Did you know that cyberstalking is among the fastest growing crimes in America? In the U.S., the use of digital technology has become more common and is generally a part of daily life. You would be hard-pressed to find anyone, especially college students, without smartphones or other digital items with them daily.
Unfortunately, when there is easier access to information, there is also the risk of an increase in cyberstalking. Cyberstalking is a compulsive act where one person attempts to manipulate, control, frighten, humiliate, take revenge on, embarrass or harm another person. In general, those who cyberstalk people tend to be angry, hurt or isolated. Some may be sensitive to rejection.
Is checking someone’s profile the same as cyberstalking them?
There is a difference between looking at someone’s profile, leaving messages for them and cyberstalking them. For example, if you meet someone in your college course and go online to look for them on Facebook, Instagram, TikTok or another platform, that’s totally normal. It’s not intended to harm them or to scare them.
However, going to that profile and leaving harassing messages, threats, embarrassing photographs or other negative interactions could end up leading to charges for harassment or cyberstalking, especially if it happens multiple times.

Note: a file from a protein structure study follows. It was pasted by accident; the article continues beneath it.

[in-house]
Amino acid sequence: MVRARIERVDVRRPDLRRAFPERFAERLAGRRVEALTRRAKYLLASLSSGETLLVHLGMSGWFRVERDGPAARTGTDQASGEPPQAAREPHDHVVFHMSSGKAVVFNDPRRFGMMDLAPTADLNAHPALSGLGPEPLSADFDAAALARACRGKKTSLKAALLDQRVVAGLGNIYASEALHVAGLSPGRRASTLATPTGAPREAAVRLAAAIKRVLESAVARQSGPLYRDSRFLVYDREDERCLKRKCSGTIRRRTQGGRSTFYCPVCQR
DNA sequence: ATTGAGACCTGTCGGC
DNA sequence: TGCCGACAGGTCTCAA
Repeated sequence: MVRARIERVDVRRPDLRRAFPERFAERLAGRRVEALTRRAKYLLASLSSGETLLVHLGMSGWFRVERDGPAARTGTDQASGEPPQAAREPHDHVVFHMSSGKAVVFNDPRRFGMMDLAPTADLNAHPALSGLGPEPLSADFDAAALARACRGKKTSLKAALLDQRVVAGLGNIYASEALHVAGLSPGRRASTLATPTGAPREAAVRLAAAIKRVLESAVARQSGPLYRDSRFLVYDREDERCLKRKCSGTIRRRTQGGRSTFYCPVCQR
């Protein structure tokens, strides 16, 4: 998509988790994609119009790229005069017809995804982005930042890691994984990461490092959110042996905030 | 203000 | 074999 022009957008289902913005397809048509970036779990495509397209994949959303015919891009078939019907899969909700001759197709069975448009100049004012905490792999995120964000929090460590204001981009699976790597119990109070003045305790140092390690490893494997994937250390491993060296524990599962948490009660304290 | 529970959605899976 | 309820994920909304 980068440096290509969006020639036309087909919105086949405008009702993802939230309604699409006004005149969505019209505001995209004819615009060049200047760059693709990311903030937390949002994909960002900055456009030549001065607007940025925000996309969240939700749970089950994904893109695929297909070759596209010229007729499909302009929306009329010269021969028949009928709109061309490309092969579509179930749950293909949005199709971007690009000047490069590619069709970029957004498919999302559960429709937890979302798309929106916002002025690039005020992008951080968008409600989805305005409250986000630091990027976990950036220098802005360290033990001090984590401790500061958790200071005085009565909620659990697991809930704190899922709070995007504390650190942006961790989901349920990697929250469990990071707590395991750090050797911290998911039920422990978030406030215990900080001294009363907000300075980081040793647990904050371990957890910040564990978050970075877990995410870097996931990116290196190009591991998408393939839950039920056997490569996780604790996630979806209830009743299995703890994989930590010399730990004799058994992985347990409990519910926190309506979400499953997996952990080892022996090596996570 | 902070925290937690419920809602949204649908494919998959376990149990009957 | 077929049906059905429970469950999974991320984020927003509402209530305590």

True cyberstalking tends to escalate, but it doesn’t have to. So, if you do leave multiple messages on someone’s page, try to get in touch with them after being blocked or continue to cause them anxiety or problems, you could end up facing charges even if you meant them no harm. If they decide to go to the authorities, it’s a good idea to get in touch with an attorney to take steps to protect yourself from the start.
Accusations of cyberstalking should be taken seriously
Any accusations of cyberstalking should be taken seriously, especially because there is likely a collection of digital data that could be used as evidence against you. A conviction for cyberstalking could end up leading to anything from a first-degree misdemeanor to a third-degree felony. These could end up costing you thousands in fines or result in a prison sentence.